Stephen Hurst is irrevocably linked to Flanders. His parents travelled to Ypres in 1919, 13 years before Stephen was born. They belonged to the first group of battlefield pilgrims who had many dead to commemorate: a father, a brother, uncles and brothers-in-law. Stephen’s childhood took place in a world that prepared for the next war, in which he served in Malaysia. “The experience strengthened his dedication to become an artist,” says Piet Chielens, Curator of In Flanders Fields Museum. “Not to get rid of the war, but to comprehend it, to understand the people who fought, worked and lived in it, to depict the cruelty of war and to attack the cynicism of its leaders.”
The exhibition includes the Somme Series of sculptures, painted reliefs, drawn and written research. First exhibited in the UK in 1977, this was Hurst’s first foray into Trench Art. It partly came about when he literally fell into a trench while searching for the major mine craters in the Somme battlefield. During his wanderings along the Ancre Valley he was exploring a private wood (ignoring the stern warning signs “Defence d’entrer” and “Danger de mort”) when he fell into a ventilation shaft. He was only saved from a potentially fatal fall by his drawing board getting wedged into the shaft. “I cannot swear that it was that close encounter with death, on the site of a battle half a century earlier, that precipitated the Somme Series, but it was one amongst several stimuli,” recalls Hurst.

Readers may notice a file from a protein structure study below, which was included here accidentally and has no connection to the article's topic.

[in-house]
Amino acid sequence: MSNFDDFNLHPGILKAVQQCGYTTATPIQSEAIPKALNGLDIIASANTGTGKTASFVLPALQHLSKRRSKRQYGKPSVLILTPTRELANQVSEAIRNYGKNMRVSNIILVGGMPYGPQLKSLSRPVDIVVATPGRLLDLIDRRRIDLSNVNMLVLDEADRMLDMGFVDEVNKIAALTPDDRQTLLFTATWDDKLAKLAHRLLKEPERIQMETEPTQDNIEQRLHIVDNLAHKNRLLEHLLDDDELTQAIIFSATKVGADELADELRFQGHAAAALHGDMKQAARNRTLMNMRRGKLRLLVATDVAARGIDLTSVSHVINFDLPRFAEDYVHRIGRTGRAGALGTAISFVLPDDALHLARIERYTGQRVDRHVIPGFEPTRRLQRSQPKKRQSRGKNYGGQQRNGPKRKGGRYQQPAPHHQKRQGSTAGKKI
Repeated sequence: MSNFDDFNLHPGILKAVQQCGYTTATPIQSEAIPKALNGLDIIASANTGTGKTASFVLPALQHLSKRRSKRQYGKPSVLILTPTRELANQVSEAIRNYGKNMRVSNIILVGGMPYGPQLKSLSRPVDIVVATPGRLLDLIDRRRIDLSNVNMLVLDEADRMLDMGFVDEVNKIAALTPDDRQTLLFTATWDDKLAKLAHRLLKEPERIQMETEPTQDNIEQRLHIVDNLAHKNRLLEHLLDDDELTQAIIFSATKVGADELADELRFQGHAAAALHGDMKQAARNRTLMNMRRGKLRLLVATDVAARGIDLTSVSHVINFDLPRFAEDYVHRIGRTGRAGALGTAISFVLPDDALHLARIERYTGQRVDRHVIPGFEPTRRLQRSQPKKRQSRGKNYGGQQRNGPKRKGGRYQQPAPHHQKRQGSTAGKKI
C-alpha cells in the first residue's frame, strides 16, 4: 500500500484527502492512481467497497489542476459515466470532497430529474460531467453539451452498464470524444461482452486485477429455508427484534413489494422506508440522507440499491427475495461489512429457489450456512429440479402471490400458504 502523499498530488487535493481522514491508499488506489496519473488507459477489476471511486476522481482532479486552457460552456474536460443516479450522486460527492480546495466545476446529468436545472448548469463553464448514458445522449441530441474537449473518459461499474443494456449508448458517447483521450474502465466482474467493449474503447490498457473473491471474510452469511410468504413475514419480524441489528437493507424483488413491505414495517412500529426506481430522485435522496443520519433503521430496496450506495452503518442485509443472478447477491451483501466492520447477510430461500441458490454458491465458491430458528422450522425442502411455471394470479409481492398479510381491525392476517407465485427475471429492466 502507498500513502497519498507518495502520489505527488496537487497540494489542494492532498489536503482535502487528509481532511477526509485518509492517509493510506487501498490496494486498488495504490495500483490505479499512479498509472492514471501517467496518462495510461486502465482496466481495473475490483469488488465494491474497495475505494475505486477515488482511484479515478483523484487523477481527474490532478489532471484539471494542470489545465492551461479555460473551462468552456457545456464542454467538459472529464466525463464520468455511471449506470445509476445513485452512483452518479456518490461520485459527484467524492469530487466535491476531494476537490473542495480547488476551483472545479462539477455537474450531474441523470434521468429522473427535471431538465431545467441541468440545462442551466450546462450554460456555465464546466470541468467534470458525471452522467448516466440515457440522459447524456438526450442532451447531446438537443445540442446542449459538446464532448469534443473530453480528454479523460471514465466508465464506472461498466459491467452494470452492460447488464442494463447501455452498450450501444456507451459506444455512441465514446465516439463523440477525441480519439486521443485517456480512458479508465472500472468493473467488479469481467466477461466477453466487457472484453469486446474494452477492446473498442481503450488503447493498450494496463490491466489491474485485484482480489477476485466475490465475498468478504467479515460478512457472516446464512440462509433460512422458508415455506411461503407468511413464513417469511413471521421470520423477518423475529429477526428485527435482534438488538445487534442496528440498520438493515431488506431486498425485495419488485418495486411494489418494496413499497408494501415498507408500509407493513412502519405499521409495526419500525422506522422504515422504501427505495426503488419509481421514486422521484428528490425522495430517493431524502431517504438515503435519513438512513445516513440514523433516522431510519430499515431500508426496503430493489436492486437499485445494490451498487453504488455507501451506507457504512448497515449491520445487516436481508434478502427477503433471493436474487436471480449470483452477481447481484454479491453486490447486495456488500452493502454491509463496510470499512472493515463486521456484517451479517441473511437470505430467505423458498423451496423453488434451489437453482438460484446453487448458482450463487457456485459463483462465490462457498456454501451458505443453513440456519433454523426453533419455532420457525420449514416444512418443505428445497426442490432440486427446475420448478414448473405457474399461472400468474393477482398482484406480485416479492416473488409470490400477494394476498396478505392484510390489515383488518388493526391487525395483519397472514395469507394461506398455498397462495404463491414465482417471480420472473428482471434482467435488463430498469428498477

In 2009, Hurst started the Ypres Series, which makes up more than half of the current exhibition. The catalyst was when Hurst was invited to be Artist in Residence at the In Flanders Fields Museum. He and his wife Sylvie lived in a house in Guido Gezelleplein, from where they explored the Westhoek. The experience was stimulating, if at times harrowing: “I frequently found myself in a small cemetery surrounded by wheat with a soft wind blowing over the bright green shoots, reading those familiar regiments and familiar names and, to my own surprise, discovered tears running down my face.”
But Hurst is no romantic. His view on war is down-to-earth, and based on his own reality of the horrors of fighting in a distant country. He is particularly critical of those who describe young soldiers as making the supreme sacrifice or giving their lives that we might live. “Young men did not talk or think like that. They did not ‘give’ their lives,” states Hurst. “Their lives were taken from them, then as now, by a mixture of ingenious and highly lucrative technology, and official stupidity. They were slaughtered, shredded in a gigantic meat-grinder.”
In this context it is no surprise that some of Hurst’s latest creations focus not on the First World War but on later conflicts. They include drawings made in 2003 that “bear witness to the illegal American oil war” (Iraq). Others drawn in October 2012 illustrate the murder of British soldiers in Afghanistan by their Afghan allies. This is Trench Art at its most powerful and hard-hitting.
Stephen Hurst’s sculptures are being displayed at the In Flanders Fields Museum, Ypres, until 15 September, 2013.